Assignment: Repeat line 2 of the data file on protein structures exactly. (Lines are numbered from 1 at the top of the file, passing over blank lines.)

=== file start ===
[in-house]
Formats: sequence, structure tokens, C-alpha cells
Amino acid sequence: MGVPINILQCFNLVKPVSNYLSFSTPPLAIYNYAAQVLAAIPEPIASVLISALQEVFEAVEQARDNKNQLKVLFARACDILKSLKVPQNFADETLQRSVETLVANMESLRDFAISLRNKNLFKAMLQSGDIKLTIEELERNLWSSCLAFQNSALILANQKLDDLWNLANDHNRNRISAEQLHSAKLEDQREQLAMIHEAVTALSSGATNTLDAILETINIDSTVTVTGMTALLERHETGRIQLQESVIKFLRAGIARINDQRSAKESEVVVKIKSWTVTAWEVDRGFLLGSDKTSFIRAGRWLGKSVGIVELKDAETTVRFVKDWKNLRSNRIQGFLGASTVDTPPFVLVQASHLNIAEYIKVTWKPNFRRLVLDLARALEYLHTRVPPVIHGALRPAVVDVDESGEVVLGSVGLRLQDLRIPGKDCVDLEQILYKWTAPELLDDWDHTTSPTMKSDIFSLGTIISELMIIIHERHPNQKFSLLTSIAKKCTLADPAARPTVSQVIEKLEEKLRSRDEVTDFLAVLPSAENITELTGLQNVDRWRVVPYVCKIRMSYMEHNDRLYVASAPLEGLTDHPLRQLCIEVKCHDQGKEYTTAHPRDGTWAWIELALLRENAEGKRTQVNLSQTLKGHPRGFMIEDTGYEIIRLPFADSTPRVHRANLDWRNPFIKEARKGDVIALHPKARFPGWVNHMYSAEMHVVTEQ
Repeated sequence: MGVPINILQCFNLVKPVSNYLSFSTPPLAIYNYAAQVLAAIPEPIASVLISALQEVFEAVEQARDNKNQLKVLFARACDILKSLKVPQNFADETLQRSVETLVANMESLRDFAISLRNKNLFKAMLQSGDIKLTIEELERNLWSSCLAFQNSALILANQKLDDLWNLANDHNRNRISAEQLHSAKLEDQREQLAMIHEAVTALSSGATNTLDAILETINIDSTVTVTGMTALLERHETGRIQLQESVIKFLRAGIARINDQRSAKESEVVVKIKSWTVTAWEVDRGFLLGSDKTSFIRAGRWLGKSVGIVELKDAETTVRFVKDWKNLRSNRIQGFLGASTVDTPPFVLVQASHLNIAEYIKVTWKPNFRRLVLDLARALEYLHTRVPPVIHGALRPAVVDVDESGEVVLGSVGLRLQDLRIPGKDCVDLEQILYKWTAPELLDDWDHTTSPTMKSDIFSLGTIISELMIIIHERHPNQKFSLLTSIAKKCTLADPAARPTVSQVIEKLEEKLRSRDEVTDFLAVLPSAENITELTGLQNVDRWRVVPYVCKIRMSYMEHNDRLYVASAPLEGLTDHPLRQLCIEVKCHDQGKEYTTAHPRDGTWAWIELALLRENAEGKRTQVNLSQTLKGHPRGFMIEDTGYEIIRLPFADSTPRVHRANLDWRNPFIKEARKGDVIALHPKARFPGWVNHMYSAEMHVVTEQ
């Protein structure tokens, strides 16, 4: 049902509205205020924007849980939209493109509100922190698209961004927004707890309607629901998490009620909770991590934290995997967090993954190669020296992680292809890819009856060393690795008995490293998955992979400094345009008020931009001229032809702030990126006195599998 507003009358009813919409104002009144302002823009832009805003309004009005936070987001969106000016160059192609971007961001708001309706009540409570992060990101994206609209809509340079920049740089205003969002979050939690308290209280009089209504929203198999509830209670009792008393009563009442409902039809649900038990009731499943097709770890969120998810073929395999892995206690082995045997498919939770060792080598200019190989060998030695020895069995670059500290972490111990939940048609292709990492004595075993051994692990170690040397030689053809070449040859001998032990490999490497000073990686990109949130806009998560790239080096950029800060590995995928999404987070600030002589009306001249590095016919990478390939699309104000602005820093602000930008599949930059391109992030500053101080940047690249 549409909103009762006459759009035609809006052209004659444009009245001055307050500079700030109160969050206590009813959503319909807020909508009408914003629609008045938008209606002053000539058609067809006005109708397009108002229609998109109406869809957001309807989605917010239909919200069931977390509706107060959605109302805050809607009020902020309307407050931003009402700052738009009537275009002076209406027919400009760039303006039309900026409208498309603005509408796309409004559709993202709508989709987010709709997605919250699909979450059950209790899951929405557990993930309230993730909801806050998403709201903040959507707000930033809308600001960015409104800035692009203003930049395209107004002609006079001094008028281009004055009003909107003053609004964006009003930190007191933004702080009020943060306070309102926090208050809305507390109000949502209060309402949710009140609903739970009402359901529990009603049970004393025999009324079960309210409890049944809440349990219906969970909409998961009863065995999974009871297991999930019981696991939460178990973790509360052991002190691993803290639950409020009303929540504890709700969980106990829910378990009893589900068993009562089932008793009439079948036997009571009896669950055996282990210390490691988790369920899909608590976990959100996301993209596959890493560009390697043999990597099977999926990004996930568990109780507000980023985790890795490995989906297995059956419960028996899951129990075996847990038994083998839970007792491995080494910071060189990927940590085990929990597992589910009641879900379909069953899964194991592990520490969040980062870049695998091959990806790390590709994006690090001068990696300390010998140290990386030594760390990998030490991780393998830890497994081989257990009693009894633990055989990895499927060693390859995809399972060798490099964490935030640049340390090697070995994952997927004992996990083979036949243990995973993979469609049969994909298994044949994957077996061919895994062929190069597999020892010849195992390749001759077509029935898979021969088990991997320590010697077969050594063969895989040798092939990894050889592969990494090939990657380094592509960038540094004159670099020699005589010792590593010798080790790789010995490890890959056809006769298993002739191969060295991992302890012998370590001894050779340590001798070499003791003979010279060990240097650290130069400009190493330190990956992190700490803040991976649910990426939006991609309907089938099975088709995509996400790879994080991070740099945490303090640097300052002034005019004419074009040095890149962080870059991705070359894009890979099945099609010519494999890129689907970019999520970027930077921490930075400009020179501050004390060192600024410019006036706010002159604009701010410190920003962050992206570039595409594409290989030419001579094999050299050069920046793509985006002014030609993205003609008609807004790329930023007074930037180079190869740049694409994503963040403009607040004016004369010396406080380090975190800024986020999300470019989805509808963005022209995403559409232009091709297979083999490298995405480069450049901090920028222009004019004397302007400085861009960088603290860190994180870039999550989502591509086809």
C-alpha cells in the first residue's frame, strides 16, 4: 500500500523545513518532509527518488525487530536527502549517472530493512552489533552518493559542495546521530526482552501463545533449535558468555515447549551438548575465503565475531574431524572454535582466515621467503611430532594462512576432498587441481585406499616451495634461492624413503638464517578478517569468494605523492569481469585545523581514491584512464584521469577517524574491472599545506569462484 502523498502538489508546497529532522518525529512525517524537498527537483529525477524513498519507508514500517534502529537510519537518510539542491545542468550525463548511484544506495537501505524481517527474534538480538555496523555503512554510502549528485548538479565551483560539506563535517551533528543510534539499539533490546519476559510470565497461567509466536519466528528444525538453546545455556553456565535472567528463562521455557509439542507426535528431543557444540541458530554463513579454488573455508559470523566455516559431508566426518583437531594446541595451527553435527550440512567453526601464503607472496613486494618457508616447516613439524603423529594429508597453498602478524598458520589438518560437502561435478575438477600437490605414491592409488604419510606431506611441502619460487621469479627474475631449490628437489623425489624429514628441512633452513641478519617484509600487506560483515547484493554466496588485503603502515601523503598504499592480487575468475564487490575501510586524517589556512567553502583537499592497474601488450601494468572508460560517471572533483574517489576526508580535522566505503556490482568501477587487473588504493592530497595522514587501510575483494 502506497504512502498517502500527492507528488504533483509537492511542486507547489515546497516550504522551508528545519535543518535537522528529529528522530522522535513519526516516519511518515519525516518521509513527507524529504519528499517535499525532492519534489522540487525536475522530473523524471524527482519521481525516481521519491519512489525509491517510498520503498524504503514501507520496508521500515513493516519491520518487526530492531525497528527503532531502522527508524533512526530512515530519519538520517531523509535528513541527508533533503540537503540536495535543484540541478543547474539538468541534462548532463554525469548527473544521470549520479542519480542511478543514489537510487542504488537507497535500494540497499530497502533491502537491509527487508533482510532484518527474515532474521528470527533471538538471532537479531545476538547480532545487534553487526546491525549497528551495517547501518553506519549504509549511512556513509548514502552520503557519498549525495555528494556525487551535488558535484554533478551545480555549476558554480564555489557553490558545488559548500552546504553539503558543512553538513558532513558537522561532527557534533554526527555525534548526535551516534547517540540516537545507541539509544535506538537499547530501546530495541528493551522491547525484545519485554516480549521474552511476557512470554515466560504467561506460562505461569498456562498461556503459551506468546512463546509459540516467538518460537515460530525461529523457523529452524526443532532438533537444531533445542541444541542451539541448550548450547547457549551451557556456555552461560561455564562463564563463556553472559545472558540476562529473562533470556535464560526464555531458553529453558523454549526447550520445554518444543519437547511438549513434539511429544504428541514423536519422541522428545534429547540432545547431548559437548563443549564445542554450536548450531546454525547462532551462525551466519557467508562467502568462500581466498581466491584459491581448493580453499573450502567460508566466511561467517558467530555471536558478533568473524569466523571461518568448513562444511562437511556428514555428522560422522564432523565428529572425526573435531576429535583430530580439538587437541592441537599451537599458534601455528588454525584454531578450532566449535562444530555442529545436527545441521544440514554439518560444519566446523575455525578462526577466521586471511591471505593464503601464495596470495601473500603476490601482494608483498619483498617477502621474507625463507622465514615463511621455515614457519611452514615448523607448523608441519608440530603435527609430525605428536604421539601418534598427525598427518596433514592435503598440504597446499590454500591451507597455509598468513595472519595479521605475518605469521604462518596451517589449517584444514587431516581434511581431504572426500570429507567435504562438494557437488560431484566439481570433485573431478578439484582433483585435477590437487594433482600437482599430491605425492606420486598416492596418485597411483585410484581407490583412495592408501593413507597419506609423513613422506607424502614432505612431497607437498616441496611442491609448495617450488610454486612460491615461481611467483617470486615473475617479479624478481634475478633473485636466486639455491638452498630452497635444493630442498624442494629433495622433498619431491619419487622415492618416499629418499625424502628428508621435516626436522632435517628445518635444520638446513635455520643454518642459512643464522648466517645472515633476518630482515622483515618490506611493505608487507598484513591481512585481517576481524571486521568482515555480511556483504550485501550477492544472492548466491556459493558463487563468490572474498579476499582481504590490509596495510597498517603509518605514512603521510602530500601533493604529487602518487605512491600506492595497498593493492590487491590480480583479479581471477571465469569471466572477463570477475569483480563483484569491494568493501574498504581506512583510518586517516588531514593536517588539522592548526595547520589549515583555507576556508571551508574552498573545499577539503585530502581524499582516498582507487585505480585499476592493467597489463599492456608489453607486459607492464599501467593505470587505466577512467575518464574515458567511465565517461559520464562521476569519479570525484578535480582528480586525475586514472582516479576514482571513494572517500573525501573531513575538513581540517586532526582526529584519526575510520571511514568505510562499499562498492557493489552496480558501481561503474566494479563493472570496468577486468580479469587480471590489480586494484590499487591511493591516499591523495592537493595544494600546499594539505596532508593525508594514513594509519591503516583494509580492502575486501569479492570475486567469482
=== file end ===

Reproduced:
Formats: sequence, structure tokens, C-alpha cells